I've been busy with unrelated stuff lately so didn't find time to post last week.
I've decided to take a new look into variation within African populations, using the restricted pole trick I used before in West Eurasian ones. I wanted to take a look at variation within the Niger-Congo or West African Neolithic Core variation in particular, by trying to split it up into 3 components.
I should point out I'm doing these runs seeking support for a theoretical model. It's hard if not impossible to provide definitive evidence (if such a thing exists at all) through ADMIXTURE results. But models which provide unexpected results or predictions which can then be tested by other methods or analysis of future data not available right now, have value in my opinion.
I've run a few unsupervised runs of the African samples available to me, compared with those in other projects, and used a few observations to guide me in pole choice. I was particularly interested in possible language-family-related components, since even though language groups don't always correlate exactly with genetics, there tends to be some relationship.
Restricted poles comprising only a few individuals are a good way of establishing one or more "centres" for a cline in the data. They don't "stick" however if there is no such cline, or if the cline extremes are not represented. For instance, I chose a "Palestinian5" pole using 5 Palestinians, yet it was immediately stolen by the Saudis, who present a similar and otherwise unrepresented component to Palestinians yet at a higher level.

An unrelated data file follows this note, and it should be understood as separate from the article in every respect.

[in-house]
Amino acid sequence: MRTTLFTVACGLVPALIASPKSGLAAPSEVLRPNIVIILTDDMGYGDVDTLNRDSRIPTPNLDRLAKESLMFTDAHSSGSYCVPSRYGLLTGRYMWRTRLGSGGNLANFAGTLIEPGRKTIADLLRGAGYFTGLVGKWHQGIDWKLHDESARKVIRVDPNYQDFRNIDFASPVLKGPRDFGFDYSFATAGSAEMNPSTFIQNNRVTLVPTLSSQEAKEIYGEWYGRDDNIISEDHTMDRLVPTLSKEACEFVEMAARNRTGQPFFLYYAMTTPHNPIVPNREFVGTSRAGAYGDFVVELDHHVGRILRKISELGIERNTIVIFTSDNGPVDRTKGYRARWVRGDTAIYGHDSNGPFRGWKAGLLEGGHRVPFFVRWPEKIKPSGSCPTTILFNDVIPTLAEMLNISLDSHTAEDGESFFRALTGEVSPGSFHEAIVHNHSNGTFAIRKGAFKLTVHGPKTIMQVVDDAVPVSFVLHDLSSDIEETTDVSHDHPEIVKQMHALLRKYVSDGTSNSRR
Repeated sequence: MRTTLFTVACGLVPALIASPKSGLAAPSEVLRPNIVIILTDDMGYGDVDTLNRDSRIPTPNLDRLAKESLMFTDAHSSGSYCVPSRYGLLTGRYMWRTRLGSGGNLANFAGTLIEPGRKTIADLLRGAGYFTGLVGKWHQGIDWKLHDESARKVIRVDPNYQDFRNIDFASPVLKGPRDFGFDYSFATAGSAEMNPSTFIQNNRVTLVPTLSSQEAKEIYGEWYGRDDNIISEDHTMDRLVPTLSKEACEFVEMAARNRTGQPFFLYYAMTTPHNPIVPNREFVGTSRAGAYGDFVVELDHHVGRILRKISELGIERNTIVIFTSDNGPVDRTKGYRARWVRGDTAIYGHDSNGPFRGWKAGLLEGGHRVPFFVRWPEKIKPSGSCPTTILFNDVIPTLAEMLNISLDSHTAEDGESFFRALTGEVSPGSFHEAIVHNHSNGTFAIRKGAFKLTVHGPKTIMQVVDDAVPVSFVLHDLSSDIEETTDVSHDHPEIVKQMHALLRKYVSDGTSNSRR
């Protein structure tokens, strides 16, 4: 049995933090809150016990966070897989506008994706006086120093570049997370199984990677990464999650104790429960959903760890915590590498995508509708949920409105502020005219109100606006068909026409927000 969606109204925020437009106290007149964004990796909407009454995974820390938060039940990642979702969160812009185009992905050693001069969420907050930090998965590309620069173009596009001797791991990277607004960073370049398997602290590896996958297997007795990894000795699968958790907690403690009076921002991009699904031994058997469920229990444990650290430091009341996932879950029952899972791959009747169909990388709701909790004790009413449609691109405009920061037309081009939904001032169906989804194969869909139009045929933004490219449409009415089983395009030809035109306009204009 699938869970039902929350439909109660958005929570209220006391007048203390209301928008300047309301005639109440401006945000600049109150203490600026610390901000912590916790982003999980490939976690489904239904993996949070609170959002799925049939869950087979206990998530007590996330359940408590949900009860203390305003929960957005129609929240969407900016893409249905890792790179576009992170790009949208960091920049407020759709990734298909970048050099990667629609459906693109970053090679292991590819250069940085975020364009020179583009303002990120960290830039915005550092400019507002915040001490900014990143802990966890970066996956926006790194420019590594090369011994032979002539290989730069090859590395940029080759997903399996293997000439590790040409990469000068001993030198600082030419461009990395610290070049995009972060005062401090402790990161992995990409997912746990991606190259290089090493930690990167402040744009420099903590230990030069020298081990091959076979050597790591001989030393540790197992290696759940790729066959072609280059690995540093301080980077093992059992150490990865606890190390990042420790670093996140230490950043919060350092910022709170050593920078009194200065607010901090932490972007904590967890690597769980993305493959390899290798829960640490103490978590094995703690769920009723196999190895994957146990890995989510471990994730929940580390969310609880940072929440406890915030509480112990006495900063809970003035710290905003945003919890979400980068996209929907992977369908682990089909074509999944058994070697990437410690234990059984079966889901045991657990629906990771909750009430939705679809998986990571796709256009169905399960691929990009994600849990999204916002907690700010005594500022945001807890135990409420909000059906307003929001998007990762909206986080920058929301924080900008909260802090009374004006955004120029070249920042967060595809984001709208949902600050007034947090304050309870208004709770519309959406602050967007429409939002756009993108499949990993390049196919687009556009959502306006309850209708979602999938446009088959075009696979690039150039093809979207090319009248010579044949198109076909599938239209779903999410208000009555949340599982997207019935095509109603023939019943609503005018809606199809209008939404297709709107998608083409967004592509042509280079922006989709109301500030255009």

However, for such clines as the Niger-Congo or "West African" cline, from Mandenka/Dogon to the South and East African Bantus, it is useful to establish some such "hand-picked centres" to differentiate subpopulations. The frontier between the 3 Niger-Congo components I've come up with is thus necessarily somewhat artificial. Choosing different "restricted poles" would result in different components to a much larger degree than in previous "Basque5" or "Lithuanian5" poles I've used, since these are much stabler.
These were the poles chosen:
1) Three Mandenka and two Dogon for a Northwestern Niger-Congo component. Dogon often appear as modal for the West-African component in unsupervised runs, indicating possible origin of the West African Neolithic in the Sahel. I named this component NCongo1 (Niger-Congo1)